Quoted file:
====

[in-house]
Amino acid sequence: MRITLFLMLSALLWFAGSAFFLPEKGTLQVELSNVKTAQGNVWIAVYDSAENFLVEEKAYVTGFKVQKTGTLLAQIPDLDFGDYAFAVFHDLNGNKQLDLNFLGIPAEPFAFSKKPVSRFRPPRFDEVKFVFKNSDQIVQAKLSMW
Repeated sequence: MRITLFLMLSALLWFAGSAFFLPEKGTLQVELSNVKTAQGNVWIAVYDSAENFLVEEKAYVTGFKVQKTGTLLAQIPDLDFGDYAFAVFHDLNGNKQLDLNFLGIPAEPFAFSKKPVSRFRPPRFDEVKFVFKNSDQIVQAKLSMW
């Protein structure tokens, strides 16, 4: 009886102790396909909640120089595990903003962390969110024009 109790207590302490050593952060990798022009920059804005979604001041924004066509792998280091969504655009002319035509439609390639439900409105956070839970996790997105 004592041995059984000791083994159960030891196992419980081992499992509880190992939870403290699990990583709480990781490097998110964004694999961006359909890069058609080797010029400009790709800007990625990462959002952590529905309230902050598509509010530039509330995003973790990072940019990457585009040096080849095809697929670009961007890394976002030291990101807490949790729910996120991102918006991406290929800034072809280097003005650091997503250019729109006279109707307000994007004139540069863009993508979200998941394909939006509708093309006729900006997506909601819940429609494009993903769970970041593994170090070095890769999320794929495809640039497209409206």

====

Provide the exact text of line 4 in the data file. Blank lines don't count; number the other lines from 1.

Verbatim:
């Protein structure tokens, strides 16, 4: 009886102790396909909640120089595990903003962390969110024009 109790207590302490050593952060990798022009920059804005979604001041924004066509792998280091969504655009002319035509439609390639439900409105956070839970996790997105 004592041995059984000791083994159960030891196992419980081992499992509880190992939870403290699990990583709480990781490097998110964004694999961006359909890069058609080797010029400009790709800007990625990462959002952590529905309230902050598509509010530039509330995003973790990072940019990457585009040096080849095809697929670009961007890394976002030291990101807490949790729910996120991102918006991406290929800034072809280097003005650091997503250019729109006279109707307000994007004139540069863009993508979200998941394909939006509708093309006729900006997506909601819940429609494009993903769970970041593994170090070095890769999320794929495809640039497209409206």